Housed in a very modern building shaped like the bow of a ship, the Winnipeg Art Gallery possesses fine collections of classic and contemporary art by Canadian, American, European, and Inuit artists. It is Western Canada's oldest art gallery and frequently hosts events and a wide range of artists, from poets to jazz musicians. Be sure to check out the very unique triangular rooftop sculpture garden for views over the city.
Address: 300 Memorial Blvd, Winnipeg
7 Exchange District
Turn-of-the-century Victorian and Edwardian commercial architecture defines Winnipeg's Exchange District, its name a reflection of the many financial institutions that sprung up in Winnipeg between the 1880s and 1920s. More recently, the Exchange District has seen a revival with old warehouses, bank, and business premises being converted into fashion boutiques, up-market shops, art galleries, and restaurants. Old Market Square is the unofficial heart of the area, and the site of various events and festivals in the summer months. The Exchange District is also a focus for the city's cultural life with an impressive selection of venues including the Pantages Playhouse Theatre, Royal Manitoba Theatre Centre, and Manitoba Centennial Centre.
8 Fort Whyte Alive
Spread over 259 hectares, Fort Whyte Alive is known for its five lakes, grassy parkland, and bog boardwalks. The interpretive center is home to an aquarium and nature exhibits. Outdoors, visitors can watch the bison herd, birds, prairie dogs, and other wildlife, or undertake a canoe or kayak trip.
Address: 1961 McCreary Road, Winnipeg
9 St. Boniface Cathedral
St. Boniface Cathedral is the oldest cathedral in western Canada, founded in 1818. The building was considered Manitoba's best example of French Romanesque architecture, but it has been rebuilt on several occasions due to fire - though the modern cathedral incorporates the historic façade. Set in a pleasant park, the cemetery is Western Canada's oldest Catholic burial ground. It has many old gravestones of the first settlers and key figures from days long past, including the grave of Louis Riel. The St. Boniface Museum, the oldest building in Winnipeg, was constructed in 1846 for the Grey Nuns and was the first convent, hospital, girls' school, and orphanage in the Canadian West. After restoration in 1967, it became a museum documenting the history of Manitoba's French minority.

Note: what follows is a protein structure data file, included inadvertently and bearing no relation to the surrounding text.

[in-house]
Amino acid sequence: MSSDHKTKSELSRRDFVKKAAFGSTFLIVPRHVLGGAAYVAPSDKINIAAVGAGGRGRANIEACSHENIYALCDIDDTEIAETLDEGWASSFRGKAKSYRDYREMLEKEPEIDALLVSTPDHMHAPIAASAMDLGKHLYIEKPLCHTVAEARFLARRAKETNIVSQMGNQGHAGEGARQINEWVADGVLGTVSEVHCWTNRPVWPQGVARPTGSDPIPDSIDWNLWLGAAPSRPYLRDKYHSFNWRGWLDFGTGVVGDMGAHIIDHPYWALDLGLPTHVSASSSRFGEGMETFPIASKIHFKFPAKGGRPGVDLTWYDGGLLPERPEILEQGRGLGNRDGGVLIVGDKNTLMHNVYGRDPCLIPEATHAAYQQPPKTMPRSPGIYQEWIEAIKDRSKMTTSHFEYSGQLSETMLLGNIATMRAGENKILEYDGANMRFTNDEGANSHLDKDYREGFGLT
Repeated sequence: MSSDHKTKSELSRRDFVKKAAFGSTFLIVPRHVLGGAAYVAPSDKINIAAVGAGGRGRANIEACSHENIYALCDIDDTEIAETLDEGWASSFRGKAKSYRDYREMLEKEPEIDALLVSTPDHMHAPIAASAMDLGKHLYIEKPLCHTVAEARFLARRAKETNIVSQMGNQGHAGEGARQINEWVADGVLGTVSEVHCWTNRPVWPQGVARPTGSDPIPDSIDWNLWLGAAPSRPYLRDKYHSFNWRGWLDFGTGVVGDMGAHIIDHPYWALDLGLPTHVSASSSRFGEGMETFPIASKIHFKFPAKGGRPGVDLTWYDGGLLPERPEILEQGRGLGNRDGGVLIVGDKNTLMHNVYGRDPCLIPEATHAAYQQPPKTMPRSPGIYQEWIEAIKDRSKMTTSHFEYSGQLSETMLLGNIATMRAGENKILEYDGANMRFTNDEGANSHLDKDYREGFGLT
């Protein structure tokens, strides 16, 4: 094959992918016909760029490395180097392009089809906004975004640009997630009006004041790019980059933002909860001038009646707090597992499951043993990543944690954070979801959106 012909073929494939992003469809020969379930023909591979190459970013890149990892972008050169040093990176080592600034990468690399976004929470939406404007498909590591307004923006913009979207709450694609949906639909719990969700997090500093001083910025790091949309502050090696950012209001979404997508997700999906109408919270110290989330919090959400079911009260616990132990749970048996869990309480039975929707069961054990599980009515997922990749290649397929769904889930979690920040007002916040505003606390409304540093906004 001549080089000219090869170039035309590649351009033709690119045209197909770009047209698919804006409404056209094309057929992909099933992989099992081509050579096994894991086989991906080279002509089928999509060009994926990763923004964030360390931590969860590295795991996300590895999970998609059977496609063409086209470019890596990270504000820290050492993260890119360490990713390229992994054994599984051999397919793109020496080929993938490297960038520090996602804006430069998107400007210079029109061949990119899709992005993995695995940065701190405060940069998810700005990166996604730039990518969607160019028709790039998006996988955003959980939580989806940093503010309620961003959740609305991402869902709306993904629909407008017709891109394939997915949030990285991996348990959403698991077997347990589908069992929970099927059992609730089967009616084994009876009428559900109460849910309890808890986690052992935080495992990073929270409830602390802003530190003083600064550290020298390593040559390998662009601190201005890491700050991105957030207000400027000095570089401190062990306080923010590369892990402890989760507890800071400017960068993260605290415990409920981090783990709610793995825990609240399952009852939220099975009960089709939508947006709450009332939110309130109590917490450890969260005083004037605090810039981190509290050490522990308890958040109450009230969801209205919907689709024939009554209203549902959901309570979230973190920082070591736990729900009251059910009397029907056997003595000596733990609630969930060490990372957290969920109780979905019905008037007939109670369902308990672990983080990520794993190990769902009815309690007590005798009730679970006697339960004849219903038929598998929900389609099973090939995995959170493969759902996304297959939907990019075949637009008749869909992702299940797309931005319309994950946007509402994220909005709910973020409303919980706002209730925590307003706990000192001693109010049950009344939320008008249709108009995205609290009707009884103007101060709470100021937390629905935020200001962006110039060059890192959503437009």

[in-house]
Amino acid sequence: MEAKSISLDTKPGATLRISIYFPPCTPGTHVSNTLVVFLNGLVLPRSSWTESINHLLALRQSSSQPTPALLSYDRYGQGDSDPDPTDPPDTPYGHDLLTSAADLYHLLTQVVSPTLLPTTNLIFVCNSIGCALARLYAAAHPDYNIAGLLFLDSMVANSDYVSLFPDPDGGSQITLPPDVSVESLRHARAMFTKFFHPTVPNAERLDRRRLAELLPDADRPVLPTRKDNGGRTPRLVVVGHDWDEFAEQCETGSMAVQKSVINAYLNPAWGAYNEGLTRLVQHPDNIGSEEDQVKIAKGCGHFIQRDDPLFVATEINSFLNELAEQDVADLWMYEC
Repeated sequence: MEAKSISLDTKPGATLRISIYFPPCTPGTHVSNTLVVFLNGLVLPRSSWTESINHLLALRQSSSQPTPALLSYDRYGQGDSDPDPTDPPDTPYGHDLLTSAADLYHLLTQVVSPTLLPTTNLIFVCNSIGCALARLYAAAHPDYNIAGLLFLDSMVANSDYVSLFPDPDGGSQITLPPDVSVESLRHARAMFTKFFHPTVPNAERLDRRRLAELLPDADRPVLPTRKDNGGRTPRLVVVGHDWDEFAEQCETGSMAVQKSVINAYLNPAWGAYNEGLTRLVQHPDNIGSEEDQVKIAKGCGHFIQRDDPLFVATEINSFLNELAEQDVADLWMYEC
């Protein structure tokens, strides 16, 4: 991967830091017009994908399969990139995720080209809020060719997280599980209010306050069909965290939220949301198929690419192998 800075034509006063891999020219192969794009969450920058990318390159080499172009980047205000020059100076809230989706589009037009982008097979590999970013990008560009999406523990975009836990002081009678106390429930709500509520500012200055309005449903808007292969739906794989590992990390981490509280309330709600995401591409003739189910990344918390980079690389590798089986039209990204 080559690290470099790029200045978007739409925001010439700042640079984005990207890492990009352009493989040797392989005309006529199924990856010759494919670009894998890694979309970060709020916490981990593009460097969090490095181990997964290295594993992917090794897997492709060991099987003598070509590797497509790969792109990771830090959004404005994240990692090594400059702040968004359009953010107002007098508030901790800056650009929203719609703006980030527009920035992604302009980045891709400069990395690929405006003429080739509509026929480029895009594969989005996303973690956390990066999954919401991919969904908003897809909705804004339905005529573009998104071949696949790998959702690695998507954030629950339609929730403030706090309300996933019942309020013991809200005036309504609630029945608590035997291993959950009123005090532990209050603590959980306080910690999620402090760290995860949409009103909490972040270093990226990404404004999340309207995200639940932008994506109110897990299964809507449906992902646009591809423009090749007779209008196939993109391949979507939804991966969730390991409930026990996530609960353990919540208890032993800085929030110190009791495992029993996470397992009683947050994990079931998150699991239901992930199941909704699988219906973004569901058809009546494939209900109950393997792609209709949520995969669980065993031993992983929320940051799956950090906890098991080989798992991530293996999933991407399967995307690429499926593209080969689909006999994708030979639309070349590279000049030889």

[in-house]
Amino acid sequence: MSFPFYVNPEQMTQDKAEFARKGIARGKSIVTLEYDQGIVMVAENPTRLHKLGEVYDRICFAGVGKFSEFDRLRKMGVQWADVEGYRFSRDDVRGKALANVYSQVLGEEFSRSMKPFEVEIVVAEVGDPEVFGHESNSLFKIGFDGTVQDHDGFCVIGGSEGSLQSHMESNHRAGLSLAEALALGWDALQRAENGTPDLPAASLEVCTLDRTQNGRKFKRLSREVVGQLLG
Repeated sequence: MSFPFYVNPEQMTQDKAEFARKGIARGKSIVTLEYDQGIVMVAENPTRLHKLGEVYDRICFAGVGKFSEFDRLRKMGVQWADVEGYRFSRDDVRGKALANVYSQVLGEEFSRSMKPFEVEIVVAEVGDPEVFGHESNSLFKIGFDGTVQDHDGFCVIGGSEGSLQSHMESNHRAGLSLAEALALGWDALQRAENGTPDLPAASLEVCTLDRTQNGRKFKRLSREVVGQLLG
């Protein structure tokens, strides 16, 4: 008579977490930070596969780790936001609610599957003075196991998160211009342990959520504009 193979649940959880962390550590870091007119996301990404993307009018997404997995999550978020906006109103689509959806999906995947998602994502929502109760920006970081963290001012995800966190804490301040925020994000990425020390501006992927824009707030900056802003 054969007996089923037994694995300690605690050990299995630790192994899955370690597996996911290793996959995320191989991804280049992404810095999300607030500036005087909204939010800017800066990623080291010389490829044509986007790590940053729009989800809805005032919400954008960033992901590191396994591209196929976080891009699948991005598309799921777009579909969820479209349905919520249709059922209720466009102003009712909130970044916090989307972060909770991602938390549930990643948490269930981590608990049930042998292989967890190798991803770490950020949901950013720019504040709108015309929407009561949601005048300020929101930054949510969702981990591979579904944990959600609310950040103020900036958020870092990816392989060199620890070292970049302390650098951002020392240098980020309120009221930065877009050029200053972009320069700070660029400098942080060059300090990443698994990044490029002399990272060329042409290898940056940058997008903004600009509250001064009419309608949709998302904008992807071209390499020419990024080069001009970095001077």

Address: 190 Cathédrale Ave, Saint-Boniface
10 Manitoba Children's Museum
The Manitoba Children's Museum was started by Linda Isitt in 1982, and has grown exponentially over the years. Today, it is housed in a state-of-the-art facility located at The Forks, with an emphasis on creative learning and hands-on exhibits.
Address: 45 Forks Market Rd, Winnipeg
11 Manitoba Centennial Centre
The Manitoba Centennial Centre consists of the Centennial Concert Hall, the Manitoba Museum, and the Manitoba Theatre Centre. It is the home venue for the city's premier arts organizations, including the Royal Winnipeg Ballet, Winnipeg Symphony Orchestra, and Manitoba Opera. Around the building, attractive fountains and sculptures embellish lovely terraced gardens.
Address: 555 Main St, Winnipeg
12 Festival du Voyageur
Festival du Voyageur is an annual winter festival (February) held in Winnipeg, carrying on the tradition of the French Voyageurs - the fur traders of early Canada. The festival includes entertainment and events. Large tents are set up outdoors with live music, food, dancing, and more. Visitors should dress warmly.
13 Riel House National Historic Site